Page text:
Saudi Arabia’s planned $200bn (SAR751bn) solar park megaproject could learn important lessons from how some Northern European countries have built, owned, and operated their wind warms.
“Saudi Arabia has until now never attempted something on this scale using public financing,” Bart Cornelissen, managing partner of Monitor Deloitte, Middle East, told Construction Week.
The kingdom's Solar Power Project 2030's capacity is expected to exceed 200GW by 2030 – making it the Middle East's, and the world's, largest solar park.
Saudi’s Public Investment Fund (PIF) teamed up with Japanese conglomerate, Softbank, in March this year to develop the megaproject.
With the project's scale in mind, Cornelissen said building a consortium of stakeholders is the only way to ensure project costs are kept to a minimum, while also ensuring the field produces the cheapest possible renewable energy.
Aligning the goals of all stakeholders involved in a project this size is very difficult, he added, although not impossible.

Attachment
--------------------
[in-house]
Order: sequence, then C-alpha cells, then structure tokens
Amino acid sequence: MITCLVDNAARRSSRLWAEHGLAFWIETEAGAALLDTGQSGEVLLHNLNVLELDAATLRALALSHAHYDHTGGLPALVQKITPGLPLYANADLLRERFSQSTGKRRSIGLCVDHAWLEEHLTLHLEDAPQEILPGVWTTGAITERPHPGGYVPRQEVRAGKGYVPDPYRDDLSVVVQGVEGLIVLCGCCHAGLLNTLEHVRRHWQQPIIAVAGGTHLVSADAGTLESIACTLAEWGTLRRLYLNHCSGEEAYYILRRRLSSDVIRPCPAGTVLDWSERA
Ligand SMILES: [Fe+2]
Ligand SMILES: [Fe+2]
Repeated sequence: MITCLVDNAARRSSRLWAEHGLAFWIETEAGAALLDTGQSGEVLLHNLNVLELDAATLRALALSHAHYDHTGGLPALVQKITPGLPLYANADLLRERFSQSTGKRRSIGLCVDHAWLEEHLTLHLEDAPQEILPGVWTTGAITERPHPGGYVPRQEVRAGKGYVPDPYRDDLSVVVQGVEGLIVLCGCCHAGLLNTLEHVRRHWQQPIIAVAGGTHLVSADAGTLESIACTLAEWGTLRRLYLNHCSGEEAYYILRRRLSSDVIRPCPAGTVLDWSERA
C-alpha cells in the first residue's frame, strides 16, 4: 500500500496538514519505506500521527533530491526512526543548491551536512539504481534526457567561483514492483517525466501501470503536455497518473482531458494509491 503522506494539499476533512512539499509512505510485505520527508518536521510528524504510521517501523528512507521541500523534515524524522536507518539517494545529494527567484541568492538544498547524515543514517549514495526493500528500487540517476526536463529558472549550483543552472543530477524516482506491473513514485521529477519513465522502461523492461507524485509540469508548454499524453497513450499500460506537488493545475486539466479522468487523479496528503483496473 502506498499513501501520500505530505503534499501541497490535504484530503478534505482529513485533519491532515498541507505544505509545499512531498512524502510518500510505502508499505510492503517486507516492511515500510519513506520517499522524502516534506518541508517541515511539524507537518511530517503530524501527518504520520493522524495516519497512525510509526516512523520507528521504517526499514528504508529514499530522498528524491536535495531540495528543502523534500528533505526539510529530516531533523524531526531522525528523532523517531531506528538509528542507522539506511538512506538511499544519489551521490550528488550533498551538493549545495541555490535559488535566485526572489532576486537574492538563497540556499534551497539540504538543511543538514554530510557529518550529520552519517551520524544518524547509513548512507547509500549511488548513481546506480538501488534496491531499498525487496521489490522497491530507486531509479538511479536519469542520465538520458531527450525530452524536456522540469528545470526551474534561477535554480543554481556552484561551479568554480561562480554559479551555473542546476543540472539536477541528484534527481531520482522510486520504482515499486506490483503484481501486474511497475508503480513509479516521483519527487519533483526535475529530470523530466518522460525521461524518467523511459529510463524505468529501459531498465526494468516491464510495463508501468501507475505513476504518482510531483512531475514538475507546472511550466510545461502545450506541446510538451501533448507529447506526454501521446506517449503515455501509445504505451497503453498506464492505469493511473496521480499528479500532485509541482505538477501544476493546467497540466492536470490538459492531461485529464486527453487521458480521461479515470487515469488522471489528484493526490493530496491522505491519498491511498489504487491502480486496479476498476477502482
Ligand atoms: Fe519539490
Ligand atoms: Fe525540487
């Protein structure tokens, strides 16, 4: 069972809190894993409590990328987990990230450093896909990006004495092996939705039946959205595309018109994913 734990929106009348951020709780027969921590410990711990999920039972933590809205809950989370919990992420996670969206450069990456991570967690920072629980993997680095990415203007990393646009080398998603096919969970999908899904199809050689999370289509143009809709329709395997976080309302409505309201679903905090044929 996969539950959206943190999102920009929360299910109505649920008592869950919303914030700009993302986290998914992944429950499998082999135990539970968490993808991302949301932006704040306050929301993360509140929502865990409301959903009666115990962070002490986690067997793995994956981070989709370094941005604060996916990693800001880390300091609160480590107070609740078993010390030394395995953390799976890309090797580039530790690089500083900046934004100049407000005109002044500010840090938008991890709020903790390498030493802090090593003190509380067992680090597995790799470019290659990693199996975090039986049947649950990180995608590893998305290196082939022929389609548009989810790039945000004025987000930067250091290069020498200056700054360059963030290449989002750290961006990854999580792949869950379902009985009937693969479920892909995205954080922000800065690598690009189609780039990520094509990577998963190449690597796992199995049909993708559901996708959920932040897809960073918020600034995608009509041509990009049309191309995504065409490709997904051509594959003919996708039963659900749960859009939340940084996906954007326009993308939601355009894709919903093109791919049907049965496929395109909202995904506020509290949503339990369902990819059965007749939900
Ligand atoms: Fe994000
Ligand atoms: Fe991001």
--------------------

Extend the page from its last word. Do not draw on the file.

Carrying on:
"Saudi Arabia could learn, for example, a lot from how some countries in Northern Europe have approached consortia building when constructing their wind farms,” he explained.
"These projects have many different key stakeholders and participants."
For example, Cornelissen pointed out, one firm could build the concrete pylon, and another may develop the pole and mast. Yet another firm could supply the turbine, while more companies could be appointed to manage the infrastructure around delivery.
"Denmark, The Netherlands, and Germany have been very successful in making sure all these stakeholders come together successfully," he added.
“The Saudi government now has to properly look into how it’ll secure financing, how to develop the field, and how to operate and maintain a huge project like this, and whether it will be able to link to the country’s existing and planned energy infrastructure to it."